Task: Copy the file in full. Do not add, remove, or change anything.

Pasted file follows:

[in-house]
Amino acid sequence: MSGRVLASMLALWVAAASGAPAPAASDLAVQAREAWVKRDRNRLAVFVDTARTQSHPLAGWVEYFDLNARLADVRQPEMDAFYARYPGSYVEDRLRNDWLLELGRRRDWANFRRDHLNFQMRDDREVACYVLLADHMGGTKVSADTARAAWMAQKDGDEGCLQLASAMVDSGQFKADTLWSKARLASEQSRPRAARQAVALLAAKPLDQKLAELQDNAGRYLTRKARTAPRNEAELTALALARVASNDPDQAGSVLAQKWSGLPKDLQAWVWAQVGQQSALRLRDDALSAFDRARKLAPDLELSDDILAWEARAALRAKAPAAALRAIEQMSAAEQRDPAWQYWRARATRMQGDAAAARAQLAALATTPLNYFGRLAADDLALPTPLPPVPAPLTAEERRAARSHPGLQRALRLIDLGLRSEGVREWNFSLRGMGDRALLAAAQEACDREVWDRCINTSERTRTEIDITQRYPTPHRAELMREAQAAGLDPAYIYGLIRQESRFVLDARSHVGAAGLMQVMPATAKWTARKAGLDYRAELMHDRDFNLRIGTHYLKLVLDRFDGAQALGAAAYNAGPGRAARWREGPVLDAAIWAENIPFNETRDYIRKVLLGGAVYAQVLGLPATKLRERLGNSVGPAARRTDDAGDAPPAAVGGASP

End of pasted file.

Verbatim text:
[in-house]
Amino acid sequence: MSGRVLASMLALWVAAASGAPAPAASDLAVQAREAWVKRDRNRLAVFVDTARTQSHPLAGWVEYFDLNARLADVRQPEMDAFYARYPGSYVEDRLRNDWLLELGRRRDWANFRRDHLNFQMRDDREVACYVLLADHMGGTKVSADTARAAWMAQKDGDEGCLQLASAMVDSGQFKADTLWSKARLASEQSRPRAARQAVALLAAKPLDQKLAELQDNAGRYLTRKARTAPRNEAELTALALARVASNDPDQAGSVLAQKWSGLPKDLQAWVWAQVGQQSALRLRDDALSAFDRARKLAPDLELSDDILAWEARAALRAKAPAAALRAIEQMSAAEQRDPAWQYWRARATRMQGDAAAARAQLAALATTPLNYFGRLAADDLALPTPLPPVPAPLTAEERRAARSHPGLQRALRLIDLGLRSEGVREWNFSLRGMGDRALLAAAQEACDREVWDRCINTSERTRTEIDITQRYPTPHRAELMREAQAAGLDPAYIYGLIRQESRFVLDARSHVGAAGLMQVMPATAKWTARKAGLDYRAELMHDRDFNLRIGTHYLKLVLDRFDGAQALGAAAYNAGPGRAARWREGPVLDAAIWAENIPFNETRDYIRKVLLGGAVYAQVLGLPATKLRERLGNSVGPAARRTDDAGDAPPAAVGGASP